The young (now 21) Armenian's triumph was largely one of sound: his wondrous tone had so much color and breath in it that he could have spellbound the audience just playing scales. Tetzlaff lacks that resource. His tone, while not dull, is mostly notable for its focus: among world virtuosi it will never be renowned for warmth or amplitude. But this whitish sound is remarkably responsive within its scope, becoming vividly tense or mellow, outspoken or intimate at will. And Tetzlaff's interpretive instinct is to use all of these extremes, and similar varieties of impulse and rhythm, at the service of an aesthetic I can only describe as very German. (That is, he shares none of the postmodern approach to styles of sound that makes listening to his countrywoman Anne-Sophie Mutter sometimes feel decadent.)

He has, in other words, the tools for a great, dramatic -- Beethovenian -- performance of this great piece. And this is what actually happened. Tetzlaff was helped by James Levine's steady but responsive accompaniment (the considerably enlarged orchestra was transparent and balanced throughout, even with the soloist's love of the mp-ppp range) and an audience remarkably attentive even after an undernourished and apparently underrehearsed Brahms 3 and a new Charles Wuorinen piece of middling success. The dramatic element -- the dynamic of performer before audience -- that is a huge aspect of opera is not absent from instrumental performance, particularly before an operagoing audience. That the listeners were so present as to break into spontaneous applause after the concerto's first movement was no small cause of the day's success.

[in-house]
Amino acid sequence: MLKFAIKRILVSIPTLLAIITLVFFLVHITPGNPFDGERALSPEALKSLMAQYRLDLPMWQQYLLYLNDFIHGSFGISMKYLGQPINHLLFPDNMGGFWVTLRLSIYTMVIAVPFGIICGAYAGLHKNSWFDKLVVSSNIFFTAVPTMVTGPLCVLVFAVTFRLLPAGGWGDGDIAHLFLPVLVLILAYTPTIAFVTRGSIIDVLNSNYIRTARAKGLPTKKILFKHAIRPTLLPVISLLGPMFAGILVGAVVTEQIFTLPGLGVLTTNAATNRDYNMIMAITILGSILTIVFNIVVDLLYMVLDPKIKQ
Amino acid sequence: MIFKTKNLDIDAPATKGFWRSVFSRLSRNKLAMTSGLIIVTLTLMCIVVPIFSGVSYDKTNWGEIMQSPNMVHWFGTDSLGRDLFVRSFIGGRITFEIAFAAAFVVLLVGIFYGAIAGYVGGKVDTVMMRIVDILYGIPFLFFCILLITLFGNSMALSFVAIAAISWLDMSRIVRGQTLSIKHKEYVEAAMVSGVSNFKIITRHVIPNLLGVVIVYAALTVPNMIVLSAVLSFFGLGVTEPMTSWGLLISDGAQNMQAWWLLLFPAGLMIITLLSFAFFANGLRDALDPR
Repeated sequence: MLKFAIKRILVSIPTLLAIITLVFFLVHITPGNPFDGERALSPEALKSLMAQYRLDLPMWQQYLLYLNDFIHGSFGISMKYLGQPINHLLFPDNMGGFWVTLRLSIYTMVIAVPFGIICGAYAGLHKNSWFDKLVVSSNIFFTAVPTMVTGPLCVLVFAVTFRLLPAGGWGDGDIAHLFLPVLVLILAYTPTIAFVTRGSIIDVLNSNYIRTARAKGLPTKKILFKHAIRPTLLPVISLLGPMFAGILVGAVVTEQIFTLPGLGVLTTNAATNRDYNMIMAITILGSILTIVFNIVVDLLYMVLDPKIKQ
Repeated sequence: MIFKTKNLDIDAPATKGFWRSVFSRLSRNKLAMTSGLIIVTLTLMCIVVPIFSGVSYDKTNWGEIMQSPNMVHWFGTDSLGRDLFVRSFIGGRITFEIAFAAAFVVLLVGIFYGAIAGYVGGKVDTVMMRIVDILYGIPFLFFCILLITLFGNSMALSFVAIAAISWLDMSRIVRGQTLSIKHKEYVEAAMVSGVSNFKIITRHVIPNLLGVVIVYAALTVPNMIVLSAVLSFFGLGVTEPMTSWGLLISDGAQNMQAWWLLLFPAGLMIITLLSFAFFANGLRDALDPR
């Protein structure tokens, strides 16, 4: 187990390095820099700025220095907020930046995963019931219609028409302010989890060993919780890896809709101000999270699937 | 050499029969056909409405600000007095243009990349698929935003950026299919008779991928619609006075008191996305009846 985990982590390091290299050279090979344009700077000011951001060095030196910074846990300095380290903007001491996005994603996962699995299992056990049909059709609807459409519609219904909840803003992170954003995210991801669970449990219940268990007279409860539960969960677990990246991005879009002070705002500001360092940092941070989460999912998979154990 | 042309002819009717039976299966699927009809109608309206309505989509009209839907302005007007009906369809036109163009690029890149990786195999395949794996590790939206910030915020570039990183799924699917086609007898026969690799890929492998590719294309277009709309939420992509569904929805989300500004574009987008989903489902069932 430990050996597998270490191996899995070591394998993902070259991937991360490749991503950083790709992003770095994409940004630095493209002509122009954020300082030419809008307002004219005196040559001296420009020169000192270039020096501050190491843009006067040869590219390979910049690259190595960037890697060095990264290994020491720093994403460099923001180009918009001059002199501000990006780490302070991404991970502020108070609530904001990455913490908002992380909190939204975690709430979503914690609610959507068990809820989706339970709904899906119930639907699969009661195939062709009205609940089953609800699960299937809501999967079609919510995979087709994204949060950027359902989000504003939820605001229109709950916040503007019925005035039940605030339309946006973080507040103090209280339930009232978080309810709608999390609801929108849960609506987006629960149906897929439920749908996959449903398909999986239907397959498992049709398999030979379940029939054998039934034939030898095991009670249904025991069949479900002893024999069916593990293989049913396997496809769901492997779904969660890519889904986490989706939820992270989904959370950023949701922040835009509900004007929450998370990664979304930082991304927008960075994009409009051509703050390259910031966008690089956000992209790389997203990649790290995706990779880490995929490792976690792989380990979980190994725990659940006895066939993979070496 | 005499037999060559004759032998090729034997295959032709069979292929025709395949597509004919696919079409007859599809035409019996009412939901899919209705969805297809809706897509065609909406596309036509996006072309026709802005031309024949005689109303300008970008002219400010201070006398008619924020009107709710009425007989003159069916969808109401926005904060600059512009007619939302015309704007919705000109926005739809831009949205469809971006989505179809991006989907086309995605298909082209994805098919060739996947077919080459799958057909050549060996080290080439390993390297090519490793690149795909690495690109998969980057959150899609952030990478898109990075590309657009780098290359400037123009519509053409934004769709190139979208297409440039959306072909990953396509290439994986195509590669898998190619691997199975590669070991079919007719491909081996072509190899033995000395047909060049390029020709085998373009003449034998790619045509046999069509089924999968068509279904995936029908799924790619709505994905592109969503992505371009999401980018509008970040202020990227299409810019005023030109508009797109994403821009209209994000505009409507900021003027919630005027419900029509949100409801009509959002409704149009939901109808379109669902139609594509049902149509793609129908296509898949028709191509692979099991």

Tetzlaff, after a series of huge ovations, did share with Khachatryan the decision to play a bit of Bach's Sonatas and Partitas as an encore. Tetzlaff's first recording of these was not so much German and dramatic as needlessly romantic. Perhaps his new version -- apparently coming soon -- will be better. Meanwhile, now that they've hit the fifty-performance milestone, perhaps the Met could look into releasing some of the best of these Carnegie Hall outings onto Sirius: there's a searing 2001 Verdi Requiem (Fleming, Borodina, Giordani, Pape) that's still echoing in my head.

*     *     *

I have noted that my primary sensation of music is of time; Tommasini's NYT review of this Tetzlaff/Met Orchestra concert seems to indicate the same about him. Interesting.

Saturday, January 06, 2007

The Teflon Diva

This blog began by noting the multiplicity of legitimate perspectives on opera performance, some of which have little (or nothing) necessarily to do with singing. So I suppose it's no surprise that I float this question:
What, if any, is the number of press (and TV, etc.) clippings n, after which these non-sonic perspectives are so charged that it literally does not matter what sounds come out of a performer's mouth?
It seems to me that Renee Fleming reached this point years ago, at least in the United States. That's not to say that she's always or even often below par, but that it simply does not matter to her career and public perception. (I note that next month's Onegins -- her first Tatyanas in a major house -- sold out in a flash despite a very poor Letter Scene at last year's Met Orchestra concert.)

And that's why I've called Anna Netrebko the Russian Renee. But she should be careful, for she may not have hit that point yet -- at least in the United States.